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Tuesday November 21, 2000

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UA researchers prolong the life of domestic animals

Headline Photo


Jim Collins, head of the UA's veterinary sciences department poses in his office in the Veterinary Science and Microbiology building yesterday afternoon. Collins is among the researchers employing techniques to speed up the diagnosis of animal illnesses.

By Jose Ceja

Arizona Daily Wildcat

DNA-based tests assist in faster diagnoses

Tests performed at a UA lab may help delay an inevitable source of grief and suffering for many - the loss of a pet.

The Arizona Veterinary Diagnostic Library, or AzVDL, now offers DNA-based tests that speed up the process of diagnosing animal diseases by identifying microorganisms responsible for maladies such as canine distemper - a disease causing fever and respiratory inflammation in dogs.

Jim Collins, head of the UA's veterinary sciences department and microbiology - which includes the AzVDL - said the quick diagnoses these tests provide are helpful in curing animals faster and preventing outbreaks.

The lab assists veterinarians by analyzing tissue samples - such as blood, feces or urine - in as little as a day as opposed to the older diagnostic methods that often took weeks.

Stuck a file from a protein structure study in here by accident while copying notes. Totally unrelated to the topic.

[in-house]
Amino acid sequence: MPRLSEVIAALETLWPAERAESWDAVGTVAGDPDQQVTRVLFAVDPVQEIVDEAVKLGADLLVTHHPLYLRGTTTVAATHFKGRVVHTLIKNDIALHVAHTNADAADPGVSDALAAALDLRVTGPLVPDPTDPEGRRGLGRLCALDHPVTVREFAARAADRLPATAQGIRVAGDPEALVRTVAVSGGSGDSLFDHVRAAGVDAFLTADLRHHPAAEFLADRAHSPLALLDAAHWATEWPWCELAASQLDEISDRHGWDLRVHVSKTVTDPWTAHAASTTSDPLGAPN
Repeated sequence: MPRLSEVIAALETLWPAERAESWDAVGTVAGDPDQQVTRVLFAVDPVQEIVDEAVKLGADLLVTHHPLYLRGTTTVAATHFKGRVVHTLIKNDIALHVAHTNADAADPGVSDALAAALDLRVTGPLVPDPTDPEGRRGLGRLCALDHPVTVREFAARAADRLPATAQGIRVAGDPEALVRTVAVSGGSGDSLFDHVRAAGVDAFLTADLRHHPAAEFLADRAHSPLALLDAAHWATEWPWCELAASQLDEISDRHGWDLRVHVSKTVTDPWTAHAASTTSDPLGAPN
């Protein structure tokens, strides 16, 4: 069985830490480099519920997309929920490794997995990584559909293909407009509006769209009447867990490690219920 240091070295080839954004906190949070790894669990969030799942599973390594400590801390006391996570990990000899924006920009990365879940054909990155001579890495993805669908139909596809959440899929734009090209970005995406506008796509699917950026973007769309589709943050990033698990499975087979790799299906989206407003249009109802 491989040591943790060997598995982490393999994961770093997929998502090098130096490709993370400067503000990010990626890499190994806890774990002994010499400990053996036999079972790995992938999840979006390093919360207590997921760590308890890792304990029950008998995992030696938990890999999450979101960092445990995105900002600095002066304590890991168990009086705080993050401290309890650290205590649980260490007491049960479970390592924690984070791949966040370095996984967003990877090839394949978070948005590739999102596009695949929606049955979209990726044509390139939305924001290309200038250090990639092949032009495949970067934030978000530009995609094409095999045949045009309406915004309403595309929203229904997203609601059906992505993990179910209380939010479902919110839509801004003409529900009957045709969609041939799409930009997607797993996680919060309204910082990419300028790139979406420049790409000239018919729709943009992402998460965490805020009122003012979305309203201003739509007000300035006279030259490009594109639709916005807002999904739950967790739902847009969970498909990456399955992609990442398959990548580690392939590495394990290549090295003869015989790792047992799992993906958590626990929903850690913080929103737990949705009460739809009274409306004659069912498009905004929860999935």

"At the diagnostic lab, we've brought in more sensitive and specific tests, and developed some ourselves to help evaluate animals that are ill with common infectious diseases," Collins said.

"The treatment depends on an accurate diagnosis," he said.

Although lab tests can be used on most animals, Collins said the tests are commonly performed on birds, cats and dogs and have helped save the lives of several animals.

The tests are cheaper than older tests performed in commercial laboratories and cost between $10 to $20, Collins said.

Robert Glock, director of the Arizona Veterinary Diagnostic Lab said advancements in technology have greatly facilitated veterinary sciences.

"We are trying to keep up with the times," he said.

The AzVDL is one of 36 labs in the United States and Canada accredited as a service veterinary diagnostic laboratory for all animals.

The tests have been used by veterinarians in Tucson and Phoenix - including Petsmart stores.

"Veterinarians have told us that some of these (PCR) tests have really changed their understanding of certain diseases," Collins said.

Jose Ceja can be reached at